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How “dark” the early Werewolf is?

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  • How “dark” the early Werewolf is?

    Especially 1st and early 2nd Edition.

    I haven’t read many older books, but I heard that in earliest editions, the whole atmosphere is darker and subtler.

    For example, gaian warriors deal with and tolerate dark force more often, and always do things which is nigh impossible in latter stuff.

    For all I know, They make deals with wyrmish things like vampires (Rage Across New York); One of Grandfather Thunder broods, Typhoon, turned to Wyrm secretly (Rage Across Russia); Some gaian garou even learn gifts from bane (Mask Taint in Shadow Lord Tribebook), etc.

    In latter editions these elements are largely weakened, most of them are wiped out or even deleted, the whole game is more fantasy.

    IIRC some guys had discussed and collected these but I can’t find it now.

  • #2
    This sounds a lot like some of the comments I make. For example, deep into this thread (go to the fourth tab) I talk about how the Bone Gnawers of the Sept of the Green have many questionable dealings, and in this other thread I mention some of the issues with other tribes. These could very well be some of the threads you are remembering.

    The Garou are definitely portrayed as more morally conflicted characters in the early game. Every tribe has at least one camp that is either obviously of the Wyrm (in the sense that they appear treasonous), criminal in nature (though perhaps not treasonous), or obviously bad (by human standards, if not of the Garou). There is a lot of intrigue and politicking between tribes because the Silver Fangs are obviously failing, and the scramble is on to replace them with someone who will be more effective. And there is a much greater tendency to have NPCs involved in dubious activities - they aren't traitors or outright criminals, but they obviously are not sticking to the letter or spirit of the Litany while they struggle for power or some other interest.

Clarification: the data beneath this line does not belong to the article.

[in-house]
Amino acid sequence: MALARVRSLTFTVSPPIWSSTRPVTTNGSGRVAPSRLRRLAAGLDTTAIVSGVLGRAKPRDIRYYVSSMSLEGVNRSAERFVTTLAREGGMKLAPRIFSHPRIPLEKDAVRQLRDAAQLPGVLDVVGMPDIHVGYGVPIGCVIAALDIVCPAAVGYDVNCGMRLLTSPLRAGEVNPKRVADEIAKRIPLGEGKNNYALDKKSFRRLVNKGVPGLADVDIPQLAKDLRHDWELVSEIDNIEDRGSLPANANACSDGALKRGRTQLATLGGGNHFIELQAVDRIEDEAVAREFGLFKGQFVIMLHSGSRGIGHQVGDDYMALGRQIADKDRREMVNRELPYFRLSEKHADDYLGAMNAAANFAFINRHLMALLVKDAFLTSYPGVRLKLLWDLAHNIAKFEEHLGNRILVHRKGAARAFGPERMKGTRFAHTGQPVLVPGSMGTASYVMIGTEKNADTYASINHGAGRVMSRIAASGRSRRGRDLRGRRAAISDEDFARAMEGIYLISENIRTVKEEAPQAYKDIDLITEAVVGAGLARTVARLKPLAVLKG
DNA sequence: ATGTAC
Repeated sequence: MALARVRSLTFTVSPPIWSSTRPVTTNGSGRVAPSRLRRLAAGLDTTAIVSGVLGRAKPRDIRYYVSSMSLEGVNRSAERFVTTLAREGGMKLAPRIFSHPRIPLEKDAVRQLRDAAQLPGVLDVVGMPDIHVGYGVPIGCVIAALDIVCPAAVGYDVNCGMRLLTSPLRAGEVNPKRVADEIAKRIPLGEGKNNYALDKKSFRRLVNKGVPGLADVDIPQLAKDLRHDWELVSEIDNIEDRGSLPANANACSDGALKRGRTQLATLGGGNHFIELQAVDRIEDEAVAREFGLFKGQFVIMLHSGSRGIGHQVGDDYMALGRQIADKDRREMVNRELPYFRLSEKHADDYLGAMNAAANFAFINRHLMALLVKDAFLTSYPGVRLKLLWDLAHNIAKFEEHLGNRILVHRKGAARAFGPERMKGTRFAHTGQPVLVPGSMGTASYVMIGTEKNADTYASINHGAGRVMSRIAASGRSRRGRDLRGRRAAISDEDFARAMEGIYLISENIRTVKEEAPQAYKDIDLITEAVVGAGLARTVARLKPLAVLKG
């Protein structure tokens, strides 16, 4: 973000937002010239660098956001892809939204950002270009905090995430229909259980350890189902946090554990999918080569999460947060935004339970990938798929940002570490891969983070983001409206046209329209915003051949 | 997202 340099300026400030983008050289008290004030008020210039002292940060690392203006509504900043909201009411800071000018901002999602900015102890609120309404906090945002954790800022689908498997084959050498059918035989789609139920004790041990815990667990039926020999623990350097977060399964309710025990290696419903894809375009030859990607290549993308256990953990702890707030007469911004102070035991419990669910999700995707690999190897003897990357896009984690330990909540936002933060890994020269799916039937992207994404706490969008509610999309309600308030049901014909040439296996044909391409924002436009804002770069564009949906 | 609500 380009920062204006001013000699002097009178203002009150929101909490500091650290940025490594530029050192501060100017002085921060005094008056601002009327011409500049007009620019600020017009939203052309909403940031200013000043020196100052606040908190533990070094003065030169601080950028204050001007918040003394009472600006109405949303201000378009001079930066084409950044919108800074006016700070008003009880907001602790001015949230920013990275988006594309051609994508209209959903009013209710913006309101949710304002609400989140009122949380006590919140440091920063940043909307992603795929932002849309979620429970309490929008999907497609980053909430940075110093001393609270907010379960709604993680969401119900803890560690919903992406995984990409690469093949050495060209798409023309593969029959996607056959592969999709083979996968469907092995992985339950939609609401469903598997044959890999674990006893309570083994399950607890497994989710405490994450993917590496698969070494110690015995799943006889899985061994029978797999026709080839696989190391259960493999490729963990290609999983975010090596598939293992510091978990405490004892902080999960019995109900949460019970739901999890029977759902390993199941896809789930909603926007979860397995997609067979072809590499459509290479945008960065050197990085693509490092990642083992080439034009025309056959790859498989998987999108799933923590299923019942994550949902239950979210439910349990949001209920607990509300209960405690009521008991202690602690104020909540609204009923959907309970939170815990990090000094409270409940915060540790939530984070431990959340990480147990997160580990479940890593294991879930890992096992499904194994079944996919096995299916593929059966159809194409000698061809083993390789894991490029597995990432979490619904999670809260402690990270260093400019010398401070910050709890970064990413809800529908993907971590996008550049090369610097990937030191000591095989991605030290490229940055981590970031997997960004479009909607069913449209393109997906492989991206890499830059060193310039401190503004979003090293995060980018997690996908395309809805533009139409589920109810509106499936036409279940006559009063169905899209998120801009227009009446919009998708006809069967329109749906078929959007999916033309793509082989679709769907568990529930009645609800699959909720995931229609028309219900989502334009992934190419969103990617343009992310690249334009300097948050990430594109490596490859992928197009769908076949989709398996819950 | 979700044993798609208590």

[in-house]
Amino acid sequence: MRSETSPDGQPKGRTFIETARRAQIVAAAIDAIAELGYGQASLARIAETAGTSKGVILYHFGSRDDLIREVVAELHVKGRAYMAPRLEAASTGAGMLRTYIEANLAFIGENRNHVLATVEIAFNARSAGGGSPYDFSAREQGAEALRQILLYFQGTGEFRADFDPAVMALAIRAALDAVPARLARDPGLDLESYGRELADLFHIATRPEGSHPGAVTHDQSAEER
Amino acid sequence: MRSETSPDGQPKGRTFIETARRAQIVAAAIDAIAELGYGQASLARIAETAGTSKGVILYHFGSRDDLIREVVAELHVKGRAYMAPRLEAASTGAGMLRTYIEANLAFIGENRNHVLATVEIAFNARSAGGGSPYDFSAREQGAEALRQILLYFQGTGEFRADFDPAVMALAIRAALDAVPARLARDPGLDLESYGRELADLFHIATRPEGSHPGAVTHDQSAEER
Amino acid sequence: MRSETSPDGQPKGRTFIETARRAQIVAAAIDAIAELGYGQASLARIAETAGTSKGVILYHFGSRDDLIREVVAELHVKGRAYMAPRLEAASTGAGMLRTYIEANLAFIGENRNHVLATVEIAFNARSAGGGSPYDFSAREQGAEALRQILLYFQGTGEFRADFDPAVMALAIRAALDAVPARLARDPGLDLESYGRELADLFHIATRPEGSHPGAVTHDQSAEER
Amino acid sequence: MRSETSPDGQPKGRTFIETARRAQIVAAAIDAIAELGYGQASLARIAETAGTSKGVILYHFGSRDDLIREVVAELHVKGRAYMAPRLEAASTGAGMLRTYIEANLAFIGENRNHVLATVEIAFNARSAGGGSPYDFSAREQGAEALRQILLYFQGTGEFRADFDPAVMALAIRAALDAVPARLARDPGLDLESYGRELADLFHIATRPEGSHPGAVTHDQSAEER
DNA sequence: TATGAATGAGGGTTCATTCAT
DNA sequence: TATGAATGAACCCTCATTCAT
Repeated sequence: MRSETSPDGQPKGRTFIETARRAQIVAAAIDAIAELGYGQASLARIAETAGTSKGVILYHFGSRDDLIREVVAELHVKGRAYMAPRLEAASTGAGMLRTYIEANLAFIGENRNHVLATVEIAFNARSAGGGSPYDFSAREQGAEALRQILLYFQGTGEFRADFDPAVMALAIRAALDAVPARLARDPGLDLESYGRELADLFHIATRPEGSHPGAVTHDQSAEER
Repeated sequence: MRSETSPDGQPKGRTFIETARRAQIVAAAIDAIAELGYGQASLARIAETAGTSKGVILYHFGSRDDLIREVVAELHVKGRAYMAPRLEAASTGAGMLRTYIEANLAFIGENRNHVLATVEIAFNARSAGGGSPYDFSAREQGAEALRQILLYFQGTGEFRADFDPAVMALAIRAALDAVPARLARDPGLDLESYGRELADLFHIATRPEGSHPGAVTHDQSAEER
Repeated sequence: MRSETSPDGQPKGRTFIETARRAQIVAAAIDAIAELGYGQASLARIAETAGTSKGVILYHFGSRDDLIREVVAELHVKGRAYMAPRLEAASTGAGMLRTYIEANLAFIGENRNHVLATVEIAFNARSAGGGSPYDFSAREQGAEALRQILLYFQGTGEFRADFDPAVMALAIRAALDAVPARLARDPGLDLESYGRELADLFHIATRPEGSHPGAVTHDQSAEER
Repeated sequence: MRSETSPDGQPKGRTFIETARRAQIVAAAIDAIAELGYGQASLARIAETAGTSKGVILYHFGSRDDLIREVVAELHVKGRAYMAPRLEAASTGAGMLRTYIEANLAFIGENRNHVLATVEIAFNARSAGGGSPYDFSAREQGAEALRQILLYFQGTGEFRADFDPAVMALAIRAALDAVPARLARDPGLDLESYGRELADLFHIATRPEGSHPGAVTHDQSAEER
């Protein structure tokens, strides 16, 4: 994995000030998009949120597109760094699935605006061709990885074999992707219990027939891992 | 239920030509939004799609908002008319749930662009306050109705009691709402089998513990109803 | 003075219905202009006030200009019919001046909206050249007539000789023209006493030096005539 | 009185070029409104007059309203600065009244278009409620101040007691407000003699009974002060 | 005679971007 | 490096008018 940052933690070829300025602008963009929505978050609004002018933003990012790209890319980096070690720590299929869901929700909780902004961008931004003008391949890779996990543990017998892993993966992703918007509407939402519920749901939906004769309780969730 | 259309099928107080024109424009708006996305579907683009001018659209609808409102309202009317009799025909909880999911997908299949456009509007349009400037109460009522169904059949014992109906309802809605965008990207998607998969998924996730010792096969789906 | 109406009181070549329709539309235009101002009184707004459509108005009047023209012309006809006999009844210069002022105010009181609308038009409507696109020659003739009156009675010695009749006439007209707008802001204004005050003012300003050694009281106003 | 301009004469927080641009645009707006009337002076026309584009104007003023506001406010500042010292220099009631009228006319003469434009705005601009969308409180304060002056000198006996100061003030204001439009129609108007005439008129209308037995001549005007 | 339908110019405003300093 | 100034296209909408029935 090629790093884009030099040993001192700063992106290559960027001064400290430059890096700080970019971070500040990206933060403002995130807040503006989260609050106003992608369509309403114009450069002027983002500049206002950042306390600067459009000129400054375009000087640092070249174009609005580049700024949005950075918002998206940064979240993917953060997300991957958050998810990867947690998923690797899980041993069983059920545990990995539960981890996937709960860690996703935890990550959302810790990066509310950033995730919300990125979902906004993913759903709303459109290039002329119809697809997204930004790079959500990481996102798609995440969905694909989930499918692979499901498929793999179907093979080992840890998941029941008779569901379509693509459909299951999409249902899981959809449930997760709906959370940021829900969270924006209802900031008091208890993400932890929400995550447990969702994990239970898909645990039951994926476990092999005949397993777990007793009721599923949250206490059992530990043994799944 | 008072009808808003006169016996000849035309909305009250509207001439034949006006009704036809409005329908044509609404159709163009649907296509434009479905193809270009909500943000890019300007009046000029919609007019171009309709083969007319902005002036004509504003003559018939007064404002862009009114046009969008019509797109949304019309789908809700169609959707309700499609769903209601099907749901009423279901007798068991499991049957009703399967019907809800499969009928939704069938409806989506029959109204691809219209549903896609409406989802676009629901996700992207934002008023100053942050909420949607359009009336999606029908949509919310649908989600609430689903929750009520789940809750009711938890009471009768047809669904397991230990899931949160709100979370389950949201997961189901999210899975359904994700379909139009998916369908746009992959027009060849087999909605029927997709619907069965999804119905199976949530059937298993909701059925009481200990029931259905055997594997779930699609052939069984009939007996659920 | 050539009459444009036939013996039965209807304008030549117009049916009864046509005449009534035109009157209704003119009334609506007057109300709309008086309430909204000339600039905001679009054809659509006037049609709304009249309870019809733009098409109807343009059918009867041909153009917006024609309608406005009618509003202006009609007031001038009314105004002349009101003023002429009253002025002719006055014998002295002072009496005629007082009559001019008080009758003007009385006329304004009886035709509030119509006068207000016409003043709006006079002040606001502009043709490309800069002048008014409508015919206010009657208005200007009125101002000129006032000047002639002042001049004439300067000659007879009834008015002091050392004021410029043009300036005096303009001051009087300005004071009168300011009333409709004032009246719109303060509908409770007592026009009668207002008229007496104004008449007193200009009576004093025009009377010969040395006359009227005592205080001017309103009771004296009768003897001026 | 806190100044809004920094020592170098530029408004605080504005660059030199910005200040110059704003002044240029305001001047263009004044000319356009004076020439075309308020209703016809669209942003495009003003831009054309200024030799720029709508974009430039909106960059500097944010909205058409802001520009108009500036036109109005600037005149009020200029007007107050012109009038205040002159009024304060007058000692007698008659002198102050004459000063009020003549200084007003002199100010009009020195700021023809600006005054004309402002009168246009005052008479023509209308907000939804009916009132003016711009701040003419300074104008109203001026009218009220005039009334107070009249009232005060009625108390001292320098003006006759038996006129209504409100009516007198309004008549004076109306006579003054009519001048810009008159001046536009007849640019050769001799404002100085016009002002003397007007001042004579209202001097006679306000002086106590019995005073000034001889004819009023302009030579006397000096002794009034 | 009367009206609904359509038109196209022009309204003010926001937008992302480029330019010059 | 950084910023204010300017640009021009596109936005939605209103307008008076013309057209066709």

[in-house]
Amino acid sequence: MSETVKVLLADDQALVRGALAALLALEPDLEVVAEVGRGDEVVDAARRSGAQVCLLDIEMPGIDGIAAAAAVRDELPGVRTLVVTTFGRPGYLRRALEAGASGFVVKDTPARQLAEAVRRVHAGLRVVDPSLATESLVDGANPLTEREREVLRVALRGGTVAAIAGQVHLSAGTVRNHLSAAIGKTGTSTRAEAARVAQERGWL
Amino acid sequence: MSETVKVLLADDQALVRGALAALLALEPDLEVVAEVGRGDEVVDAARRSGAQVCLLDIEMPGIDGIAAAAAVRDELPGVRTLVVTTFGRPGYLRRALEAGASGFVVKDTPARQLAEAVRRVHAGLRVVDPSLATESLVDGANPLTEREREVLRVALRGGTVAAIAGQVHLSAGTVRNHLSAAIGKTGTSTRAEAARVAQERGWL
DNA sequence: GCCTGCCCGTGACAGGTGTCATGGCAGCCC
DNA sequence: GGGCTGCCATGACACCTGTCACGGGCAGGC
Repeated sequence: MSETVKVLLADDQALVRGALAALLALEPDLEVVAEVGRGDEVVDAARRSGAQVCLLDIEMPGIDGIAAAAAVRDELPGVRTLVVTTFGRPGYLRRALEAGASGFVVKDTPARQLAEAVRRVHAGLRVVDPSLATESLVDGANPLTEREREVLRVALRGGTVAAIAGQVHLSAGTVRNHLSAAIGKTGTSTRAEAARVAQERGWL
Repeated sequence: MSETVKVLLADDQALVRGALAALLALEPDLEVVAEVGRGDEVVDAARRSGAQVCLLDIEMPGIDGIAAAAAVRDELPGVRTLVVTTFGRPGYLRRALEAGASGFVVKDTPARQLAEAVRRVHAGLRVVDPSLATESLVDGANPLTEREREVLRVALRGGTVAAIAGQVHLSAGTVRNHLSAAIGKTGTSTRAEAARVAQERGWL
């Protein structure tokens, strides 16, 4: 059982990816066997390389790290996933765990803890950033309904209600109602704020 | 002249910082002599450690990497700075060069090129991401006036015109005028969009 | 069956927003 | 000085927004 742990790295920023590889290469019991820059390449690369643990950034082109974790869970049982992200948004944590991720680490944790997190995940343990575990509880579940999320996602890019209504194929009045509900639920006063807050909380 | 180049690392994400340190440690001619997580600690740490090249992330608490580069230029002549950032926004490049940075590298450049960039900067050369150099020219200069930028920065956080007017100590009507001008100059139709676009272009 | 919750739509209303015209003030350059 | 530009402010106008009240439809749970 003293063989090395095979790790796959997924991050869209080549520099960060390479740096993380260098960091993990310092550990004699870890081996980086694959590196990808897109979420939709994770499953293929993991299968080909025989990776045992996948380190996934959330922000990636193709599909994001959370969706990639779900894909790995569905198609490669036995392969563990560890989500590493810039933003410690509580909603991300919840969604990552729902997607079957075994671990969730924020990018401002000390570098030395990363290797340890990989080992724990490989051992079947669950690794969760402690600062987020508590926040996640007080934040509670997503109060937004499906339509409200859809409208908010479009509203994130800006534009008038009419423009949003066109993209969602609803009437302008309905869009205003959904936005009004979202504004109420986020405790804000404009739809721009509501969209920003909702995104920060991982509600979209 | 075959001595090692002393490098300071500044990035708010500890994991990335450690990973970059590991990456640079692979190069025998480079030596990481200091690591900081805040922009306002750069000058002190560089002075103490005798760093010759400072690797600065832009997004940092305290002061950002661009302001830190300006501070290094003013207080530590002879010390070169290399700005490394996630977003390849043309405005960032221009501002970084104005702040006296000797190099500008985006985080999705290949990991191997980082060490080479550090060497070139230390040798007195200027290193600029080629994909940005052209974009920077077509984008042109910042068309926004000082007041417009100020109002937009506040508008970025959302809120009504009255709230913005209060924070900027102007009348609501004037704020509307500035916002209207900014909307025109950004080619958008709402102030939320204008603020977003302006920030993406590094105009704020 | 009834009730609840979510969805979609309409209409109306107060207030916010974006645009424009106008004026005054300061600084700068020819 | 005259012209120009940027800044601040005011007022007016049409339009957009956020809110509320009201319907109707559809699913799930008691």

As the game continued and more players cemented the idea in their heads that the Garou were "good guys", the depiction of the Garou changed so that they became more outright heroes and the more morally objectionable camps and characters were eliminated.

    1e/early 2e is more like Greek myth and legend with all the rapes, murders, incest, hubris, betrayal, etc.. Revised is more like Silver or Bronze Age superhero comic books governed by the Comics Code Authority.

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    • #3
      Originally posted by Black Fox View Post
      This
      Thanks very much! That’s exactly what I looked for.

      I also read some early books and think their writings (and even paintings) are very different from latter. Even the whole gaian ones have more problems. Another example, in 1st ST Handbook where level 6 gifts first appears, it says to learn Break the Bond (users can literally break any bond), you must be enslaved to an Incarna first, ironically. Of course all later updates drop this idea.

      I know WW changed style due to players, but in some ways early setting may be more “realistic” and “attuned” to whole theme.

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      • #4
        Yes, the tone in earlier works was really different, and that wasn't necessarily a bad thing.